No NAFTA Means Retailers Would Have to Increase Prices and Decrease Jobs

The North American Free Trade Agreement is still being negotiated between the United States, Mexico and Canada, but no new trade accord has been hammered out and retailers are getting worried.

Recently, the National Retail Federation commissioned a study on how the pact’s demise would affect retailers and shoppers, and the news isn’t good.

According to the study done by AT Kearney, the lack of a free-trade agreement would cost shoppers $16 billion and result in 128,000 retail jobs being lost.

“It’s clear NAFTA must be modernized, but we can’t lose sight of the fact that this agreement helps ensure that American families have access to products they need at prices they can afford,” said Matthew Shay, the NRF’s chief executive and president, a trade group based in Washington, D.C. “As this report shows, withdrawing from NAFTA would jeopardize countless U.S. jobs and force consumers to pay more for everyday products like groceries and blue jeans.”

Many Los Angeles brands manufacture their blue jeans in Mexico and rely on duty-free imports to keep costs down.

Last year, retailers imported $128 billion worth of merchandise from Mexico and $54 billion from Canada, according to the study. When it comes to textiles and apparel, imports in 2017 totaled $4.8 billion from Mexico and $1.3 billion from Canada.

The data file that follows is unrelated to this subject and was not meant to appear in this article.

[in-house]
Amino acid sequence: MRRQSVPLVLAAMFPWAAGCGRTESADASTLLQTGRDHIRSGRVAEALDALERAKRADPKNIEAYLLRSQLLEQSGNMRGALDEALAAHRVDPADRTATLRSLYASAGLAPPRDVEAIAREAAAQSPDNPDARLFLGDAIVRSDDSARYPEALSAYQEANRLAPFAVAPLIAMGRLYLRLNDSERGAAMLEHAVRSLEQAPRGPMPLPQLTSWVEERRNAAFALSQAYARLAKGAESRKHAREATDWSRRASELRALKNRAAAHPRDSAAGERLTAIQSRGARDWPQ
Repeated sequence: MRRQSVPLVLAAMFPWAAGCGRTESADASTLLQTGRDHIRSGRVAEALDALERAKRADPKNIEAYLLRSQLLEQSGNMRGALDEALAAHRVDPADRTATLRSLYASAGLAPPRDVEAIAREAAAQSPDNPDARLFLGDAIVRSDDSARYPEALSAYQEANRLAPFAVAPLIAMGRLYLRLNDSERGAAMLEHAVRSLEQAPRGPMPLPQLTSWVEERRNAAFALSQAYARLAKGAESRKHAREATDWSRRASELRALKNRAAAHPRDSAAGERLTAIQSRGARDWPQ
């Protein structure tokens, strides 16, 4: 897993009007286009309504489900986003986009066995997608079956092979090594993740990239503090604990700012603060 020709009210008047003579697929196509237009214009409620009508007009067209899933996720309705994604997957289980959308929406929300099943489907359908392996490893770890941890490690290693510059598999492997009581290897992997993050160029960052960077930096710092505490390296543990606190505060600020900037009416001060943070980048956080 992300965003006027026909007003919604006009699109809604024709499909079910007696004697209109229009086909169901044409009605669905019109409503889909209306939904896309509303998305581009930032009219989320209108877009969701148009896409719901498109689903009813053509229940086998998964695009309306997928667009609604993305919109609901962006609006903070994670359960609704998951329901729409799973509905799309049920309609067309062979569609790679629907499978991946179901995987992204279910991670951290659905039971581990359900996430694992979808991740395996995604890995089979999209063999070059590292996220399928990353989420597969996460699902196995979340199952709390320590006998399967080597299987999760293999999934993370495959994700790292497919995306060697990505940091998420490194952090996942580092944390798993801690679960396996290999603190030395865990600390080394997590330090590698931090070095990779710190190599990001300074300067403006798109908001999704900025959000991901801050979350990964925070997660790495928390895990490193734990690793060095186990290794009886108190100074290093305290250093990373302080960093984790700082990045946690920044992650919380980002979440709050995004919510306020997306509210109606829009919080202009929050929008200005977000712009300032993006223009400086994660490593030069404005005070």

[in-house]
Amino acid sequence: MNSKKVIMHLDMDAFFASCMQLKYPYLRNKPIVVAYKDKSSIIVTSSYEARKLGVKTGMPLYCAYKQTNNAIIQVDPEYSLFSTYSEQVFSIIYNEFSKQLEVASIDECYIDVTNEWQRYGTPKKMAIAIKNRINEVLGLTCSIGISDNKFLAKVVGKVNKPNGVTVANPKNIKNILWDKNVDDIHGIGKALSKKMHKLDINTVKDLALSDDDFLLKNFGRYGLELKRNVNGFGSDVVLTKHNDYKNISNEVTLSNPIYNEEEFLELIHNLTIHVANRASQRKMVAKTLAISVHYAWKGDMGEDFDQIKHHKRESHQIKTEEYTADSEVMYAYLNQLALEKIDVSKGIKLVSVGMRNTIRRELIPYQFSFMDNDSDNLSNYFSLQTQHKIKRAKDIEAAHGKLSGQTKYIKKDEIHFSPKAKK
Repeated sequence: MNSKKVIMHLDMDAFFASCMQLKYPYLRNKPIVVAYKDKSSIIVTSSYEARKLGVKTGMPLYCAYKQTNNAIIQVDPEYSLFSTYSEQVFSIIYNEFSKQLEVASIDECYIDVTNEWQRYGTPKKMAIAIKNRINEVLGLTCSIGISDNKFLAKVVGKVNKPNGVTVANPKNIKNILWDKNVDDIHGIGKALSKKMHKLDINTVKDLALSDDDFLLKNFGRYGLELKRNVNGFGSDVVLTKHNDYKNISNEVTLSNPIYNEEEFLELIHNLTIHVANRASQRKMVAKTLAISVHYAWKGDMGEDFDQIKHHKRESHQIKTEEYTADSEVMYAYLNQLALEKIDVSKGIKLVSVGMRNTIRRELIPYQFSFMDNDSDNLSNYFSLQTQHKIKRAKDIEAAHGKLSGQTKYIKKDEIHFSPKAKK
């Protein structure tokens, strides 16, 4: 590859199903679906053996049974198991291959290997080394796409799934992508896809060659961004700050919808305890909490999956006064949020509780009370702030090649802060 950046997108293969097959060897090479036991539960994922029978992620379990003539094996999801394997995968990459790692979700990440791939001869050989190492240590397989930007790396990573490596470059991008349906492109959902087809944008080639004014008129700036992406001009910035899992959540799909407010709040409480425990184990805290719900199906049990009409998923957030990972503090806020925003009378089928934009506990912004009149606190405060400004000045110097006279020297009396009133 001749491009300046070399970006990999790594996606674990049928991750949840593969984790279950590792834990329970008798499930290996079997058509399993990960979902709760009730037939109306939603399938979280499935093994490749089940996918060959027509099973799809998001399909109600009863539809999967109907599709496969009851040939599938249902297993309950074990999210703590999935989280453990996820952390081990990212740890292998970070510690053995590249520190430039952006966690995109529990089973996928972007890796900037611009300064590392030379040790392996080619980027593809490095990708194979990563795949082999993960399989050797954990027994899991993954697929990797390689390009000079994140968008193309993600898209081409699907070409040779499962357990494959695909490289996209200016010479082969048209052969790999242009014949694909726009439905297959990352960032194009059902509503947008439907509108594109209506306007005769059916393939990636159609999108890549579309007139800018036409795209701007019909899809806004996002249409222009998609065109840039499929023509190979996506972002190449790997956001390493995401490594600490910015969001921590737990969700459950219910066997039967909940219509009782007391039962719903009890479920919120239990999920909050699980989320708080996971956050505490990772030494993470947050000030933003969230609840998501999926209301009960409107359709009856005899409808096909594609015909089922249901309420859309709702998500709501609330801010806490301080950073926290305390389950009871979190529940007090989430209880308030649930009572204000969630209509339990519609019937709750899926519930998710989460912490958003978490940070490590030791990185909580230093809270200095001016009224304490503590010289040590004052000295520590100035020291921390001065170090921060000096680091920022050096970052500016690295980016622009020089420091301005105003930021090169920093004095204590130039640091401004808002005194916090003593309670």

If the United States withdrew from NAFTA, the study said, retail imports would be subject to $5.3 billion in annual tariffs that would most likely be passed on to consumers in the form of higher prices.

Even with the tariffs passed on, retailers would see a $10.5 billion hit to their bottom line, resulting in 68,000 jobs not being filled over the next three years and another 60,000 jobs, which are supported by the retail industry, being lost.

Food and beverages sold at grocery stores would take the biggest hit at $2.7 billion, followed by apparel and footwear at $501 million and household goods at $498 million.

The remainder of the impact would come from flow-through costs of tariffs imposed on other industries, which would drive up retailers’ costs for services, including transportation.